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Offline Saccharomyces

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Re: Shaken, not Stirred: The Stir Plate Myth Buster
« Reply #43 on: September 22, 2020, 12:46:56 am »
]Thanks Denny & Saccharomyces! I appreciate the clarification. I'm looking forward to issuing the SNS method for a lager!

Cheers,
Brandon

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My first name is Mark.  Please feel free to use that name.  I had to change my user name from S. cerevisiae to Saccharomyces to spare the forum and AHA headquarters drama created by an ex-neighbor with whom my ex-wife and I were locked in a zoning dispute (my word of advice is that if a neighbor is using his/her property in a non-comforming way and your county does not have strong zoning enforcement, you need to move).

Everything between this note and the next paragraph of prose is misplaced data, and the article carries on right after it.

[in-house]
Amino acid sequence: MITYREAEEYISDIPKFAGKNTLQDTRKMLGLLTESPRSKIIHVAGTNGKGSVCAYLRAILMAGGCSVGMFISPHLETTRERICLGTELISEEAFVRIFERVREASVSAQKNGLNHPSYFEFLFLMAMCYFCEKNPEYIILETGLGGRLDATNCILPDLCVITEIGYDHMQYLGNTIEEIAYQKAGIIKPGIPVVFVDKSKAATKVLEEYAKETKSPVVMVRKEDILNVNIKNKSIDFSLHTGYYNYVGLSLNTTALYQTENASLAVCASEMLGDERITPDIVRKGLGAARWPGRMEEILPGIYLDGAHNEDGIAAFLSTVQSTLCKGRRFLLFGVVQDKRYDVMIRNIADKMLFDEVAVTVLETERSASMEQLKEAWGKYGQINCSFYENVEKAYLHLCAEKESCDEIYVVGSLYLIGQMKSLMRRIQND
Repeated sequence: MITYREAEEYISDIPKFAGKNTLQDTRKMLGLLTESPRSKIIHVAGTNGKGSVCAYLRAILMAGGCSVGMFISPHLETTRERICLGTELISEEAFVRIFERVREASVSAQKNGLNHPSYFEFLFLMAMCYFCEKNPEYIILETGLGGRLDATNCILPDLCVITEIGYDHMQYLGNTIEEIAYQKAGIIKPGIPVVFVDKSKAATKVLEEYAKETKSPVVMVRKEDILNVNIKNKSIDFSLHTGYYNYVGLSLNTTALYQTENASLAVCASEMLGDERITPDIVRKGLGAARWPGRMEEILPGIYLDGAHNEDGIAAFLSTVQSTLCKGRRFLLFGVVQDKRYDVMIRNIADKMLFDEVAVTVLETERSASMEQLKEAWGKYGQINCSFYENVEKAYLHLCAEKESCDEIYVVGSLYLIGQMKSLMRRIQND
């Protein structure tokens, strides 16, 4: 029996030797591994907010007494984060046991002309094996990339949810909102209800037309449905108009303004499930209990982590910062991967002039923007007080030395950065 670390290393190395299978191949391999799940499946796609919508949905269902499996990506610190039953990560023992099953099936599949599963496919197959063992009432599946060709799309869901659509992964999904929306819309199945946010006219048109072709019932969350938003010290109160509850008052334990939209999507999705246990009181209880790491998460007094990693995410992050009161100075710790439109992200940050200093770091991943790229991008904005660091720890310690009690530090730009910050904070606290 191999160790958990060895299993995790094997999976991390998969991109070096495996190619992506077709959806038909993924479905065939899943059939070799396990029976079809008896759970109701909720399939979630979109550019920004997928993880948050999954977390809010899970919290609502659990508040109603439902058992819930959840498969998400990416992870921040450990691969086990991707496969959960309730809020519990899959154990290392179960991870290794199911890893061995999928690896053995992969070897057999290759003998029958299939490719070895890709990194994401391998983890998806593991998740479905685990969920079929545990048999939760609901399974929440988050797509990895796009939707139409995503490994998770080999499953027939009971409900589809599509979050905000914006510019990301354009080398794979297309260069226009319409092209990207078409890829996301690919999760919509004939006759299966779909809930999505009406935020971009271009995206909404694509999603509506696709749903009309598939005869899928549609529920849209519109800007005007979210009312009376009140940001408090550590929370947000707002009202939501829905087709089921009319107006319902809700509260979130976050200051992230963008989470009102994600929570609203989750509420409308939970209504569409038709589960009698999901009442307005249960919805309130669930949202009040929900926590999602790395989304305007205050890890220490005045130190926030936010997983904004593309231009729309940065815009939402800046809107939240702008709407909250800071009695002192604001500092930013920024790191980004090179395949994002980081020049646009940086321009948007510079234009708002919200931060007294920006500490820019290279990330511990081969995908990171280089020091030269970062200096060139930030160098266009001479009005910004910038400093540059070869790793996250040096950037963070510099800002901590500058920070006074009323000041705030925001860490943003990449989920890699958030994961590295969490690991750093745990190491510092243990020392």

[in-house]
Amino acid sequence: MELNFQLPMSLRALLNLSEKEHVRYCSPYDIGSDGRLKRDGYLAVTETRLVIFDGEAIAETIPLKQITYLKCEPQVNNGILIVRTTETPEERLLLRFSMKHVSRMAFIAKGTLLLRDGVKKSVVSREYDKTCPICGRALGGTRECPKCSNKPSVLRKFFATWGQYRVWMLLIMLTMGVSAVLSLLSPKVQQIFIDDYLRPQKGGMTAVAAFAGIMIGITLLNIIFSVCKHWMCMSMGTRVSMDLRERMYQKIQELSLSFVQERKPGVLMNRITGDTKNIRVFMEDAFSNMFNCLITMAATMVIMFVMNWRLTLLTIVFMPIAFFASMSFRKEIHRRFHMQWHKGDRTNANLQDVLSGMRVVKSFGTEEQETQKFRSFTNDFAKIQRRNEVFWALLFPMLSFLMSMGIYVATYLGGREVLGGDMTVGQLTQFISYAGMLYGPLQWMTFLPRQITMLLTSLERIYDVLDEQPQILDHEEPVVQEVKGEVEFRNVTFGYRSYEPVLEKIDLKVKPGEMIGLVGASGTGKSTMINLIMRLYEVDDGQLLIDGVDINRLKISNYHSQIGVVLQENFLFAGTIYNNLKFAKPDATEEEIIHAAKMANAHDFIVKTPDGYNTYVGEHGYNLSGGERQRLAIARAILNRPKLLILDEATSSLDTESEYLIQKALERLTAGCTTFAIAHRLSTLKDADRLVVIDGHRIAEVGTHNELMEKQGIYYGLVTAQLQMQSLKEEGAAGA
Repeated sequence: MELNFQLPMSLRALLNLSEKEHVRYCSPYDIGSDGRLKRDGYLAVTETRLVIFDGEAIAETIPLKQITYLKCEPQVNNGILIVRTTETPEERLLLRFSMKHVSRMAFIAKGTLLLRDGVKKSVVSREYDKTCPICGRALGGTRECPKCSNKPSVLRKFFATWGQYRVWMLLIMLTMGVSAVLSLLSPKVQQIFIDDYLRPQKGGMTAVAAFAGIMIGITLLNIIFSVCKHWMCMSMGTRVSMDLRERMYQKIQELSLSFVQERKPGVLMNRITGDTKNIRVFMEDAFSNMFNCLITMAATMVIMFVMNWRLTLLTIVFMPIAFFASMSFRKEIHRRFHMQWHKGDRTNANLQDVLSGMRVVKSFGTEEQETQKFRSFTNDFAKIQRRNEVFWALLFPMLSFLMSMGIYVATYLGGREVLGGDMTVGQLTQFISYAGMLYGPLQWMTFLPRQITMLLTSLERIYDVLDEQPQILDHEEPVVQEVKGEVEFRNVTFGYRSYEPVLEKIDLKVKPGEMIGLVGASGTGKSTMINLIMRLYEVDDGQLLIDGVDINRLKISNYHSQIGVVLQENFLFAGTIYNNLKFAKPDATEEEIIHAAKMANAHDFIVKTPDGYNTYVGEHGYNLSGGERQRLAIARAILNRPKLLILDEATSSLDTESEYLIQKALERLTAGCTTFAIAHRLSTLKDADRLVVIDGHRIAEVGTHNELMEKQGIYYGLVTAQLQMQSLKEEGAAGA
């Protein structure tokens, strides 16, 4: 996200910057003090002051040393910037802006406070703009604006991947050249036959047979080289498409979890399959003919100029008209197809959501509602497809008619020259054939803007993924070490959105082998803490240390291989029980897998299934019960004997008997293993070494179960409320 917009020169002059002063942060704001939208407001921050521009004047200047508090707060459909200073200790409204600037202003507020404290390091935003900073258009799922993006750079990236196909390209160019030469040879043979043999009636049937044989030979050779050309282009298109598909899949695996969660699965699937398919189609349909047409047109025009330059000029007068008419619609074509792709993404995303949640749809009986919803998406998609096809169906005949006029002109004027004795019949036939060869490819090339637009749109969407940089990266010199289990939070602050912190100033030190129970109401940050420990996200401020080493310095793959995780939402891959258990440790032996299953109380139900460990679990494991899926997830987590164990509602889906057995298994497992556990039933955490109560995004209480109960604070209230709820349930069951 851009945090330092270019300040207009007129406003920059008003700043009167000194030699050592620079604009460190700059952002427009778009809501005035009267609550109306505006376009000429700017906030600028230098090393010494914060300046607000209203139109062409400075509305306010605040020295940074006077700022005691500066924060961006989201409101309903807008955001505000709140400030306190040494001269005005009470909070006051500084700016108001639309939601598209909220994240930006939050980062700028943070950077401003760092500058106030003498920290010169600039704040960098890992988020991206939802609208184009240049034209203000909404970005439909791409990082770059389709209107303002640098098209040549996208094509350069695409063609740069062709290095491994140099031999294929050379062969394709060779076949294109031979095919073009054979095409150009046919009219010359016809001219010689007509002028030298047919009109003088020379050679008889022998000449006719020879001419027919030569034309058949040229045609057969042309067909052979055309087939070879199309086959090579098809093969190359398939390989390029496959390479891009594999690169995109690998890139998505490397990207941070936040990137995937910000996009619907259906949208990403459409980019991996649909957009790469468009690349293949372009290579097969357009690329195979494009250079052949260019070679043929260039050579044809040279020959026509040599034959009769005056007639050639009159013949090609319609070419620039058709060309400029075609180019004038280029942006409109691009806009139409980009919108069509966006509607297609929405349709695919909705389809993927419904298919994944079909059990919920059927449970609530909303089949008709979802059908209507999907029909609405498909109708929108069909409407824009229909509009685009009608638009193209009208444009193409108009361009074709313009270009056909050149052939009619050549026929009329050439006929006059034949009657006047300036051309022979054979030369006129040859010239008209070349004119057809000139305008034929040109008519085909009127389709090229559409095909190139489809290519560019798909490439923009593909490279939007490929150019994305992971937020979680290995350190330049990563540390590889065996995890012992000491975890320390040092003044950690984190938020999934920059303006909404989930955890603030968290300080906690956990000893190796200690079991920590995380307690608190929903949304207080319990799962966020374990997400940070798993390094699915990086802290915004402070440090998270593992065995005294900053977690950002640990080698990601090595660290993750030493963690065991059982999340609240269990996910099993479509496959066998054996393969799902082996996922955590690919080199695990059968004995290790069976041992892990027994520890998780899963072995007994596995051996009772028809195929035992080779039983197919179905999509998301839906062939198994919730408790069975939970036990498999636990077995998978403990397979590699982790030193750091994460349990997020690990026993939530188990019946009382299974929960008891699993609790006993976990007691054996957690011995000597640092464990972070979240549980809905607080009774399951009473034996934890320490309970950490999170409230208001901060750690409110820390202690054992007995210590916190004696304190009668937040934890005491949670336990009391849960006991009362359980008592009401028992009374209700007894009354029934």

Offline chezteth

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Re: Shaken, not Stirred: The Stir Plate Myth Buster
« Reply #44 on: September 22, 2020, 01:10:20 am »


My first name is Mark.  Please feel free to use that name.  I had to change my user name from S. cerevisiae to Saccharomyces to spare the forum and AHA headquarters drama created by an ex-neighbor with whom my ex-wife and I were locked in a zoning dispute (my word of advice is that if a neighbor is using his/her property in a non-comforming way and your county does not have strong zoning enforcement, you need to move).
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Thanks Mark! I appreciate your extensive knowledge of yeast!